I thought it would be instructive to compare and contrast the features across different news aggregator apps so that I could establish a good jumping off point for my design. In order to do this, I downloaded 6 different apps on my phone and explored how they worked in order to get a feel for how they functioned on their own and in comparison to one another.
None of the downloaded apps provided the specific service that I was offering but they shared enough in common that they served as a good reference point in drawing inspiration for my design strategy.
I created two distinct personas since I thought it was important to demonstrate how the app could prove useful to people who had different political affiliations, yet shared common interests and goals.
To further develop the personalities of Kristen and Martin and to gain a deeper understanding of their needs, I created a couple of empathy maps. I considered their daily activities and feelings, along with contextual examples of each.
Since the value proposition for Second Look was mostly user-centric, I tried to prioritize features which would be most beneficial from that perspective. One key feature I was considering was an onboarding flow. The concept for Second Look was new and unfamiliar, and a brief introduction that explained how the app worked would be beneficial for new users.
To establish the architecture of Second Look, I created a high-level sitemap. I continually referenced my feature roadmap to make sure that all of the critical features were accounted for. Additionally, I referenced other news apps to help determine where things should be grouped together and organized. The task flows focused on "Finding and Messaging a User" and "Posting a Comment on an article".
I sketched some different card style layouts for the homepage to explore which one might offer the best visual presentation and functionality for my targeted audience.
After deciding on the layout, I proceeded to create the wireframes for the firtst prototype. The overall design was an inspired combination of design patterns from Google Play Newstand, Fliboard, and Reddit. Reddit was unique in how it offered user-centric features that were similar to the ones I was developing for Second Look.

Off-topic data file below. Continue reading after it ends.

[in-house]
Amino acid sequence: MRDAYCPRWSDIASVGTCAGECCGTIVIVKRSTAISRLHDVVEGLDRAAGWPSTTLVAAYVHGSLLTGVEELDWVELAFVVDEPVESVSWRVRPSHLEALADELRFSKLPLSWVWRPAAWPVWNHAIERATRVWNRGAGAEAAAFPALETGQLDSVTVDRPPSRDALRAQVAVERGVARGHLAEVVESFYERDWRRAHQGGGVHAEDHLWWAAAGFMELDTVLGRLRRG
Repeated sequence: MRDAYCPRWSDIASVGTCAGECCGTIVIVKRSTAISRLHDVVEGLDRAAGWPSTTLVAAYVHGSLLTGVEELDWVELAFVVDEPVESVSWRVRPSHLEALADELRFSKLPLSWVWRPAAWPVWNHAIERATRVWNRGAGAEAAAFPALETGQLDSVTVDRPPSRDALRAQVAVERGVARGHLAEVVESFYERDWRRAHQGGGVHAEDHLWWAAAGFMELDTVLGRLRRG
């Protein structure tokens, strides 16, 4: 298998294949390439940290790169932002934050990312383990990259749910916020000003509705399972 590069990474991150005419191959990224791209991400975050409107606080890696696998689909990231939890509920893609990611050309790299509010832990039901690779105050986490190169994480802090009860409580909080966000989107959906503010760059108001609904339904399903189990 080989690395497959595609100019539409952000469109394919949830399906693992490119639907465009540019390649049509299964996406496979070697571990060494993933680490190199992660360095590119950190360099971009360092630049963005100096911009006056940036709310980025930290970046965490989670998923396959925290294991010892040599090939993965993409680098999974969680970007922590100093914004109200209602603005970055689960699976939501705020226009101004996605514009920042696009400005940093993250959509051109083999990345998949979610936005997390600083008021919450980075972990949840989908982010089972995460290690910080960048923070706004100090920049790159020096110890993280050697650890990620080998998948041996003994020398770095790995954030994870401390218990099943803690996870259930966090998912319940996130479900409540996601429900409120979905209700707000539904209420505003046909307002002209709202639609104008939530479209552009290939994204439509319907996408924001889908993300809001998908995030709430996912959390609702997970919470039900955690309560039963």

After compiling my wireframes in Marvel, I recruited 6 participants to test the prototype. All participants ranged between the ages of 25 and 71 and fell into different demographics. I used a variety of tools at my disposal for this process.
I reviewed my written notes and video recordings from the test results to create another affinity map. I was looking for patterns to identify pain points, wins, and opportunities for improvement. Minor outliers aside, most of the feedback was positive and further validated the assumptions I had during my preliminary research.
There were just a few obstacles to be addressed. These included confusion over the concept of "users”, what role they played in the app and the redundancy of a second search option.
After evaluating my findings, I realized that I had neglected to test the efficacy of "scoring" a news story and its value to the user. Some of the terminology was also confusing. To address these problems, I created a list of design improvements.
To give Second Look a distinct look, I decided to implement darker UI elements to set it apart from the lighter themes used in the more popular news apps.
Second Look would require graphs for its scoring system, so I spent a lot of time researching different design patterns for graphs and charts. I took screenshots of these and assembled them into a mood board. This would provide a good reference for jumping into the high fidelity design work.
I did some sketching to show the progression of ideas for the logo and the variations between them. I was aiming for something unique but familiar enough to resemble the look and feel of other news logos. I experimented with different variations of the number 2 and the letter S to achieve the final result.
For the high fidelity phase, my goal was to guide the user through the process of scoring. This was achieved through a combination of chart graphs, different card-style layouts, and a brief onboarding flow.
More usability testing needs to be performed in order to measure the efficacy of the scoring task flow and onboarding process.